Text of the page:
Cornmeal, Urad Dal & Kasoori Methi Roti/Paratha Indian Flat Bread
Makka, Urad Dal and Kasoori Methi Roti/Paratha
I love cornmeal roties, parathas, especially when served with a Spinach or Mustard Leaves saag. This type of recipes are disappearing from modern day Indian cuisine, because younger generation find them harder to make. This is an easy version, using a Poori Press that most people have these days. Taco press will work just as well.
This recipe is based on my late mother in-law Kiran Devi Guptaâ€™s popular Urad Dal Kachaurir recipe.
Recipe re-written March 2019
2 1/2 cups fine corn flour/cornmeal, not the fine corn starch that is used for making custard and sauces
1/2 cup skinless black gram or urad/urd/urid dal
2 tbsp. dry methi leaves (Kasoori methi)
1 1/2-2 inch piece ginger root, peeled and finely grated
1-2 green chillies (to taste). Use dry red chillies, coarsely ground, if you do not have fresh ones.
1 tsp. fennel seeds, coarsely ground (optional)
A large pinch of asafoetida*.
A little oil for rolling out and for pan frying parathas
A plastic sandwich bag, with two sides slit open
1/2 cup oil for rolling out and making parathas.
1 Poori Press. You can roll them by hand also, see step
No salt. Salt makes the dal dough runny
* Asafoetida reduces the flatulent effect of lentils, beans and dals. That is why, it is always used in India to temper or â€˜Tarka the dals.
Grind dal in a grinder, I use a coffee grinder.
Place dal, and methi leaves in a small bowl and half a cup of hot water. Leave for a couple of hours for dal to soften.
Place flour, ginger, chillies, asafoetida, ginger, ground fennel seeds, in a large bowl.
Add ground dal and methi leaves mix and enough hot water, a little at a time, to make pliable dough. You will need to mix it with a spatula initially, unless you have asbestos hands like mine! The dough should not be too soft. Otherwise it will become impossible to lift up a rolled roti without breaking it. If it is too firm, it will crack while rolling.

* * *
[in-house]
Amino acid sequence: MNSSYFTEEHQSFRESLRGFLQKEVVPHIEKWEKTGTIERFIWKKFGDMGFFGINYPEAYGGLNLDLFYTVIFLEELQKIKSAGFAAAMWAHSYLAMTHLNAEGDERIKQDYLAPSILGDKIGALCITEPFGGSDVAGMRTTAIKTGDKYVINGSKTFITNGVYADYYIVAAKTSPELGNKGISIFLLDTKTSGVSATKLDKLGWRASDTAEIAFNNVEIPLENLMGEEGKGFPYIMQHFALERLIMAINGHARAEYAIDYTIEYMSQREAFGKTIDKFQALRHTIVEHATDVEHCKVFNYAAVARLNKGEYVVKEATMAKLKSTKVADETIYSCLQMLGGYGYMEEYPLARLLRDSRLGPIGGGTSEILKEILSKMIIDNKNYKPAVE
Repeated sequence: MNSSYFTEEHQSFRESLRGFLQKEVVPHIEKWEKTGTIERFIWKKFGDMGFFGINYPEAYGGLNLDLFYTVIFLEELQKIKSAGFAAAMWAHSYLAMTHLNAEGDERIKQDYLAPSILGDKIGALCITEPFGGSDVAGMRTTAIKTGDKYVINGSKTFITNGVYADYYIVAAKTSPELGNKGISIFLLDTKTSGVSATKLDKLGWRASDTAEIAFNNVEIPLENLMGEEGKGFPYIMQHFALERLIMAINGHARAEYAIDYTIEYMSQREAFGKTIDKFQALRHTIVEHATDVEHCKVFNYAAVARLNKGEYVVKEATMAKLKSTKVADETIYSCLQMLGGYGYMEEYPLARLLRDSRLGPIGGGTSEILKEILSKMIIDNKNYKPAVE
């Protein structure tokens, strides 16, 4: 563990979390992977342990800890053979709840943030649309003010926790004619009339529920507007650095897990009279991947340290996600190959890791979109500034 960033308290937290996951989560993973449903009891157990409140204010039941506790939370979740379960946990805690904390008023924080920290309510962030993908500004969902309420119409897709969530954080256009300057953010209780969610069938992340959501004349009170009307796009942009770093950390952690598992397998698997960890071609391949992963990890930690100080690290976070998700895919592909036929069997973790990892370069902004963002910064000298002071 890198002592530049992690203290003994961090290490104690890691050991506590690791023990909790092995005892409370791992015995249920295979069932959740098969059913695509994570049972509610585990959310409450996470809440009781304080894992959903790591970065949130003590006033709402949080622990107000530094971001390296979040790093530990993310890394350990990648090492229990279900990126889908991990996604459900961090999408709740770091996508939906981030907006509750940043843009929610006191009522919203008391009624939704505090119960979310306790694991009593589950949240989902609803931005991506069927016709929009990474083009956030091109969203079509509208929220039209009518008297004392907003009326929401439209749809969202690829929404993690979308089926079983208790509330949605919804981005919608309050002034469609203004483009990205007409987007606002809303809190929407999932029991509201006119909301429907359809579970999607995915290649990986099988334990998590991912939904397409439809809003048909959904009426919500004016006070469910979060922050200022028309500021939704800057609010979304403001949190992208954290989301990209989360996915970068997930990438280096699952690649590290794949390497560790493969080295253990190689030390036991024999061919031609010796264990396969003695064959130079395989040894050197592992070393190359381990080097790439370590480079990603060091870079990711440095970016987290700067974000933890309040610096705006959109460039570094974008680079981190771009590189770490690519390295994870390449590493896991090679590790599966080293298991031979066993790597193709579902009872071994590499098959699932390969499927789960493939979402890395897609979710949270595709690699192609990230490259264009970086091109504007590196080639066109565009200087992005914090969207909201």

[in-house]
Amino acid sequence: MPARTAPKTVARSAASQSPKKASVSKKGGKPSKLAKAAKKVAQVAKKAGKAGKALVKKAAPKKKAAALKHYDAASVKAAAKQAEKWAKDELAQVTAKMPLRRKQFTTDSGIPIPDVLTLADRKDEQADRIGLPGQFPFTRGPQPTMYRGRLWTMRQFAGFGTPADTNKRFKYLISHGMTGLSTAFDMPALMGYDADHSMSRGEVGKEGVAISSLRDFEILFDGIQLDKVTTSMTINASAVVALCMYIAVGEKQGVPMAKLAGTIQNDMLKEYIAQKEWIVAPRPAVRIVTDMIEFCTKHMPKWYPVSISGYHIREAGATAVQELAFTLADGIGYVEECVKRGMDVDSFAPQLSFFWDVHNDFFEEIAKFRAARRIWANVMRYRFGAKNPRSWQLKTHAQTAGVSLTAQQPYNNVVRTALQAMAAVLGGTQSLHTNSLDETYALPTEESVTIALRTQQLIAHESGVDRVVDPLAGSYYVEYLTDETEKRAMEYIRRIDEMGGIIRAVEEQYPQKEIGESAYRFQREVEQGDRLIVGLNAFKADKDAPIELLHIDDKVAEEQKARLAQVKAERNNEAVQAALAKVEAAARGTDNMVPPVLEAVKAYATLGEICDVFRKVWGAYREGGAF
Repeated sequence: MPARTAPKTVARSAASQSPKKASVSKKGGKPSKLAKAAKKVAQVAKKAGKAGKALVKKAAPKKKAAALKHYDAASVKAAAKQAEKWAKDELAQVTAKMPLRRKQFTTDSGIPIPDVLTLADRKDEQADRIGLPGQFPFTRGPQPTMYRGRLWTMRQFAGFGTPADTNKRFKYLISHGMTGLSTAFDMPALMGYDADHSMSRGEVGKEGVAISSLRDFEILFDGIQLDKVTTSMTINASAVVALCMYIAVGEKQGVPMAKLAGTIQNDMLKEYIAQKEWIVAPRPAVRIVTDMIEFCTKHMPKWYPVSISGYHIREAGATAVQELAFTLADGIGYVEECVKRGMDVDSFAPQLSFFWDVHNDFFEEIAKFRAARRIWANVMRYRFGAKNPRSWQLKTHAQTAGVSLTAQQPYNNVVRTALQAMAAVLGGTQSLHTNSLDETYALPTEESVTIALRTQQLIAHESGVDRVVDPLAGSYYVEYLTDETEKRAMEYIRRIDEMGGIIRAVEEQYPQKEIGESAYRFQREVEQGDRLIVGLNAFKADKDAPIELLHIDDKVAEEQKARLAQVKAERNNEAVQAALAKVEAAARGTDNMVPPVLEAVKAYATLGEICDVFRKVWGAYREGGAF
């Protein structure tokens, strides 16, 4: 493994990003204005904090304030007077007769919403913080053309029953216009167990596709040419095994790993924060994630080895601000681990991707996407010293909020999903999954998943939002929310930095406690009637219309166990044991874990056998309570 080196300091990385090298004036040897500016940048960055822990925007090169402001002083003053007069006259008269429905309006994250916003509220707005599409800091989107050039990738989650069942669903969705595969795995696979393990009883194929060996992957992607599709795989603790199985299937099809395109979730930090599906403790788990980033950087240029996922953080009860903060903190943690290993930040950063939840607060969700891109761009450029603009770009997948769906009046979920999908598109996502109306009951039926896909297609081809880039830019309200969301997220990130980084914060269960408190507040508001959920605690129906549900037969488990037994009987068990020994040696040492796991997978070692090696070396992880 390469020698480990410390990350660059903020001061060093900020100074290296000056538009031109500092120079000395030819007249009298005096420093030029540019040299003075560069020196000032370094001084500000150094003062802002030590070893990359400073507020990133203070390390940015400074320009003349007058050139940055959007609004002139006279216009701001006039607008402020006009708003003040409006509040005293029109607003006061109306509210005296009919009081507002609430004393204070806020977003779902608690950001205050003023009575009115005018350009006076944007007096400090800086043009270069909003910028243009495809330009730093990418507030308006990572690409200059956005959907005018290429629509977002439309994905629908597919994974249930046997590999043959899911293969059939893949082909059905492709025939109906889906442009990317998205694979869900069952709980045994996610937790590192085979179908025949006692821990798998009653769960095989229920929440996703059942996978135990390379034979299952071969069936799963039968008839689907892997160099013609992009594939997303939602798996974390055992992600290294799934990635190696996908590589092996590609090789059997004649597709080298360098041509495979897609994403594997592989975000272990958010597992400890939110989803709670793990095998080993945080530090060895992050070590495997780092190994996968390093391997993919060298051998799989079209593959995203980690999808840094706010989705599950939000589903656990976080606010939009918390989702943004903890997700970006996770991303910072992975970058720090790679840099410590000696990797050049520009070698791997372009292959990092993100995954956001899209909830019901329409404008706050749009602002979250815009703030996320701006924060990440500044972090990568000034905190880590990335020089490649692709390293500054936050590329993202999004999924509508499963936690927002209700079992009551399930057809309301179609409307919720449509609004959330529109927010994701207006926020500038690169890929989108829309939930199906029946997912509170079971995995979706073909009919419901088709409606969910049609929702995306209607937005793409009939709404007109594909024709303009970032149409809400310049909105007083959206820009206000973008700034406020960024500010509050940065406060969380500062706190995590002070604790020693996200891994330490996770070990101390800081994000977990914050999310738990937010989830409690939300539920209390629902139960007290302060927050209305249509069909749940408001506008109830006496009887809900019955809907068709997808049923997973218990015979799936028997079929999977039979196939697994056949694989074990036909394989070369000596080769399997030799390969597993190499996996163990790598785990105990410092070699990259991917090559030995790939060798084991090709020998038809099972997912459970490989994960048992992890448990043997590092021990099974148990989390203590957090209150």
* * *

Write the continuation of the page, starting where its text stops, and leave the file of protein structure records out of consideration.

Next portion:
Cover and leave aside for 10-15 minutes.
Meanwhile, split open a clean sandwich bag on two sides and open it out. Grease the inside surfaces lightly. You will need to do this between each roti/paratha. Plastic bag stops the roti from sticking to the poori press or your work surface, as you roll out each roti/paratha and makes it much easier to lift up.
Grease your palms lightly and pick a small portion of dough to make a ball, slightly larger than a gold ball. Size is a personal choice.
Place the ball between two layers of oiled plastic bag and then place it in the centre of the poori/taco press.
Press gently to 5-6 inch diameter.
Peel the top layer of plastic off gently. Then lift the roti/paratha, along with the base layer of the plastic, with your right hand. Turn it over onto the left palm and peel off the other layer of plastic.
Slide it gently onto the pre-heated griddle or Tava. Turn it over with a flat spatula when it becomes slightly darker in colour.
If you press it gently with a balled up kitchen towel, you can coax it into puffing up.
For roti, you do not need to put any more oil. For paratha, coat both sides with a thin layer of oil as it cooks, using a small ladle.
Turn it over a few times, until golden and crisp on both sides.
Serve hot, with a spinach saag/dal or a vestibule curry of choice. You can also serve them snacks, with a pickle of choice and a steaming mug of tea. If making in advance, slightly under-cook and cool them out on a towel. Stack them to heat them individually on a flame or a few at a time, under a grill.
You can also freeze them when cool.
You can roll out roties/parathas with a rolling pin, using dry flour for dusting. Spinach leave may be used as a substitute to methi leaves.